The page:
The harpsichord has a distinct sound that is characterized by its sharp attack and quick decay. Unlike a piano, which uses hammers to strike the strings, the harpsichord plucks the strings with a plectrum, which creates a more percussive and less sustained sound. Harpsichords typically have two or more sets of strings, and each set can be engaged or disengaged to change the tone or volume of the instrument.

The 7-foot instrument we will play for Messiah was handcrafted in 1983 by Richard Kingston, a well-known maker in Marshall, North Carolina. It features ebony keys and bone-topped flats and sharps.

Latin inscriptions on the lid proclaim Laudabo nomen Dei cum cantico (“I will praise the name of God with a song”) and Musica donum Dei (“Music is a gift of God”). The soundboard, decorated in the Flemish style, dances with rabbits, roses, and morning glories, a butterfly and a peacock, orange blossoms and lady bugs, and tiny strawberries and cherries.


A positive organ, also known as a continuo organ, is a type of pipe organ that is relatively small and portable, and is designed to provide accompaniment for other instruments or vocalists. The positive organ was developed in the Baroque era (17th and 18th centuries) and was used primarily in chamber music settings, such as in small churches, private homes, and aristocratic residences.

Positive organs are typically built with a single manual (keyboard) and a small number of stops (groups of pipes, each with their own register), which allows the organist to create a range of sounds and colors suitable for accompanying other instruments or voices. The sound of a positive organ is typically brighter and more compact than that of a larger pipe organ, and its design allows it to be easily moved and set up in different locations.

One unique feature of positive organs is that they are often played standing up and without the use of pedals. Instead, the organist uses their left hand to play bass notes and their right hand to play the melody and harmonies on the keyboard.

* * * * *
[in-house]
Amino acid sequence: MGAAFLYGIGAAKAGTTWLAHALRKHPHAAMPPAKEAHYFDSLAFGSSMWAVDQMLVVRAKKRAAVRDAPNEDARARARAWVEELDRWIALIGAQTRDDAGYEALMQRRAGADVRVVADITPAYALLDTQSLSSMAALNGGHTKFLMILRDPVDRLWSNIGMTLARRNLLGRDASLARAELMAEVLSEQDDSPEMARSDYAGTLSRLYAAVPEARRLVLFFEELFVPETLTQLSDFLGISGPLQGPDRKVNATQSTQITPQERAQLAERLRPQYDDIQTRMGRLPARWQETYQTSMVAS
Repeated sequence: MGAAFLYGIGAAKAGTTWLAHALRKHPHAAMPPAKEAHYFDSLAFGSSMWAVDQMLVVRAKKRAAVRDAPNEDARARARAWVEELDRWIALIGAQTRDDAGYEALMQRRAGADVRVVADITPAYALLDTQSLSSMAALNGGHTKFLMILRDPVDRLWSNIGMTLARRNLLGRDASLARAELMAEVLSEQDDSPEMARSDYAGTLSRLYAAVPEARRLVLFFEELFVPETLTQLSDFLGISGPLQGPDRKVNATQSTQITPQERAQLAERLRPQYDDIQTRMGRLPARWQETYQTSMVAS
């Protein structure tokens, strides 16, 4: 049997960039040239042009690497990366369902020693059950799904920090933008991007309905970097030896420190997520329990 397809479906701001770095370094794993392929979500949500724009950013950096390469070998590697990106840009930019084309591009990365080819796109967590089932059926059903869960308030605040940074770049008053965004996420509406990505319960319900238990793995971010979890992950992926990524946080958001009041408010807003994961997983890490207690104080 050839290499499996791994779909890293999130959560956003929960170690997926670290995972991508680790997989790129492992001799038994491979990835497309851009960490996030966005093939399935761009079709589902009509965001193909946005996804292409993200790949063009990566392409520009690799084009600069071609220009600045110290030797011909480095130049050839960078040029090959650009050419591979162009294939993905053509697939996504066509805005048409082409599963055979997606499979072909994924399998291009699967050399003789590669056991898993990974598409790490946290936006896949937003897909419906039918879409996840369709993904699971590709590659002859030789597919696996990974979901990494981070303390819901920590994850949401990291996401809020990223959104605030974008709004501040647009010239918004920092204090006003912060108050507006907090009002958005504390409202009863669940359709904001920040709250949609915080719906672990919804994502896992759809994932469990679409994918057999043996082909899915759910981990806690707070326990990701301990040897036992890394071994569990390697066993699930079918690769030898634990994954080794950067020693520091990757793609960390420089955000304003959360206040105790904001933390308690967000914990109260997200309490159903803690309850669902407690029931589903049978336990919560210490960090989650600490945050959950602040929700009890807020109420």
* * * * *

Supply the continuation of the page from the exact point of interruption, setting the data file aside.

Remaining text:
The instrument we will be using was custom built in 1997 by Harrison & Harrison, a top organ maker/restorer in Durham, England. The pipes are enclosed in a wooden case with beautiful carvings on the front.



Keyboardist (Harpsichord and Organ)

Ledean began piano study at the age of 7, quickly discovering a love for both piano and choral music, which developed into a lifelong vocation as a collaborative pianist. She attended Florida State University, earning a Bachelor of Music Education degree with choral and general emphasis, studying piano under John Salmon and James Streem. She earned a Masters degree in Piano Pedagogy from Louisiana State University, where she studied with Kathleen Rountree and Constance Carroll… Read more…


Celebrating its 30th Season, the Orlando Philharmonic Orchestra is led by Music Director Eric Jacobsen and is comprised of creative musicians and artists from around the world. The Philharmonic annually presents the 11-concert Classics Series and Pops Series in Steinmetz Hall as well as its Focus Series and Symphony Storytime Series at The Plaza Live, a historic Central Florida venue. The Orlando Philharmonic Orchestra’s vision is to enrich, inspire, and serve the Central Florida community through the transformative power of live music, and it presents more than 170 live concerts and impacts more than 70,000 children, youth, and families annually through its Young People’s Concerts, Symphony Storytime Series, Notes in Your Neighborhood program, and free outdoor community concerts. A resident company of the Dr. Phillips Center for the Performing Arts, the Philharmonic is proud to perform in the new Steinmetz Hall, one of the finest venues for acoustic music in the country.  The Orlando Philharmonic is a Partner Organization of the National Alliance for Audition Support, an initiative to increase diversity in American Orchestras. Learn more at orlandophil.org.